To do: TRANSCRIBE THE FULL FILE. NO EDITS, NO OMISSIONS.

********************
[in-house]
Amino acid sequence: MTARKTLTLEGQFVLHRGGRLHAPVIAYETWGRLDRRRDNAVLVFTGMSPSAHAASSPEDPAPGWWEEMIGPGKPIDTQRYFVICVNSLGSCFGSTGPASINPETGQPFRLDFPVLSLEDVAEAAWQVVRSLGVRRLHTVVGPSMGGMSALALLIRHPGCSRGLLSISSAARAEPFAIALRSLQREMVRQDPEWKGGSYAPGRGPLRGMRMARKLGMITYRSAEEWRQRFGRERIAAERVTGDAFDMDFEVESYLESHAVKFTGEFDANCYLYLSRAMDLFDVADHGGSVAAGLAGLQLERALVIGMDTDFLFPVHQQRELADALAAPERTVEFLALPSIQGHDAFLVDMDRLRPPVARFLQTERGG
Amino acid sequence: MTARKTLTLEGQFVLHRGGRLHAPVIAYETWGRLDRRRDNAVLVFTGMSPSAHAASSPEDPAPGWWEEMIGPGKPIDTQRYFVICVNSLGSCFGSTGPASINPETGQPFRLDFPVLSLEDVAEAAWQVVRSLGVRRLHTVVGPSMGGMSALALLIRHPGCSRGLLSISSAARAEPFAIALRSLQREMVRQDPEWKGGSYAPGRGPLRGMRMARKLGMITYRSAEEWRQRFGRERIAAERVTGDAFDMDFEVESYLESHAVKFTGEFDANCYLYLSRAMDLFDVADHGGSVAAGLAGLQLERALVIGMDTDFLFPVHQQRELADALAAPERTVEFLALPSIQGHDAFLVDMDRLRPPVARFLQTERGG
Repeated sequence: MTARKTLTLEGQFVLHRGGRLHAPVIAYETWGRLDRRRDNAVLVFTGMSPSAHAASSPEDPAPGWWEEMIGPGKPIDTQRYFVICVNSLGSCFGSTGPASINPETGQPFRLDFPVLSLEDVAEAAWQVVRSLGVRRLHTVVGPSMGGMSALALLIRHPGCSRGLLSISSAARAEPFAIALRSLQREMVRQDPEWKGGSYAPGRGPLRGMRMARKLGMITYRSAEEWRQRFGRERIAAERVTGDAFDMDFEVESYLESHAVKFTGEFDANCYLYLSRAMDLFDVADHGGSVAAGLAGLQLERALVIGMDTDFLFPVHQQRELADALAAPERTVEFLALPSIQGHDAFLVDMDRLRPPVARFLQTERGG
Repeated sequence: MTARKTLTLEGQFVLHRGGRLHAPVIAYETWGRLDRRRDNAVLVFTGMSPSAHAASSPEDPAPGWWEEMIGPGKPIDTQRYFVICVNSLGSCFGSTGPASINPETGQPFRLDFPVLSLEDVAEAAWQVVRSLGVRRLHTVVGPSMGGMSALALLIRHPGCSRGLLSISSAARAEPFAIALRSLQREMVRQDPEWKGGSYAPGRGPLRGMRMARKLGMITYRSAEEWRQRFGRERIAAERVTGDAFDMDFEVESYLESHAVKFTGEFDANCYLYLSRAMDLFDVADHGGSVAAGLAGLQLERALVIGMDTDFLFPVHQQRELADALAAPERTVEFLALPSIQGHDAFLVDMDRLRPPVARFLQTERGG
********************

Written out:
[in-house]
Amino acid sequence: MTARKTLTLEGQFVLHRGGRLHAPVIAYETWGRLDRRRDNAVLVFTGMSPSAHAASSPEDPAPGWWEEMIGPGKPIDTQRYFVICVNSLGSCFGSTGPASINPETGQPFRLDFPVLSLEDVAEAAWQVVRSLGVRRLHTVVGPSMGGMSALALLIRHPGCSRGLLSISSAARAEPFAIALRSLQREMVRQDPEWKGGSYAPGRGPLRGMRMARKLGMITYRSAEEWRQRFGRERIAAERVTGDAFDMDFEVESYLESHAVKFTGEFDANCYLYLSRAMDLFDVADHGGSVAAGLAGLQLERALVIGMDTDFLFPVHQQRELADALAAPERTVEFLALPSIQGHDAFLVDMDRLRPPVARFLQTERGG
Amino acid sequence: MTARKTLTLEGQFVLHRGGRLHAPVIAYETWGRLDRRRDNAVLVFTGMSPSAHAASSPEDPAPGWWEEMIGPGKPIDTQRYFVICVNSLGSCFGSTGPASINPETGQPFRLDFPVLSLEDVAEAAWQVVRSLGVRRLHTVVGPSMGGMSALALLIRHPGCSRGLLSISSAARAEPFAIALRSLQREMVRQDPEWKGGSYAPGRGPLRGMRMARKLGMITYRSAEEWRQRFGRERIAAERVTGDAFDMDFEVESYLESHAVKFTGEFDANCYLYLSRAMDLFDVADHGGSVAAGLAGLQLERALVIGMDTDFLFPVHQQRELADALAAPERTVEFLALPSIQGHDAFLVDMDRLRPPVARFLQTERGG
Repeated sequence: MTARKTLTLEGQFVLHRGGRLHAPVIAYETWGRLDRRRDNAVLVFTGMSPSAHAASSPEDPAPGWWEEMIGPGKPIDTQRYFVICVNSLGSCFGSTGPASINPETGQPFRLDFPVLSLEDVAEAAWQVVRSLGVRRLHTVVGPSMGGMSALALLIRHPGCSRGLLSISSAARAEPFAIALRSLQREMVRQDPEWKGGSYAPGRGPLRGMRMARKLGMITYRSAEEWRQRFGRERIAAERVTGDAFDMDFEVESYLESHAVKFTGEFDANCYLYLSRAMDLFDVADHGGSVAAGLAGLQLERALVIGMDTDFLFPVHQQRELADALAAPERTVEFLALPSIQGHDAFLVDMDRLRPPVARFLQTERGG
Repeated sequence: MTARKTLTLEGQFVLHRGGRLHAPVIAYETWGRLDRRRDNAVLVFTGMSPSAHAASSPEDPAPGWWEEMIGPGKPIDTQRYFVICVNSLGSCFGSTGPASINPETGQPFRLDFPVLSLEDVAEAAWQVVRSLGVRRLHTVVGPSMGGMSALALLIRHPGCSRGLLSISSAARAEPFAIALRSLQREMVRQDPEWKGGSYAPGRGPLRGMRMARKLGMITYRSAEEWRQRFGRERIAAERVTGDAFDMDFEVESYLESHAVKFTGEFDANCYLYLSRAMDLFDVADHGGSVAAGLAGLQLERALVIGMDTDFLFPVHQQRELADALAAPERTVEFLALPSIQGHDAFLVDMDRLRPPVARFLQTERGG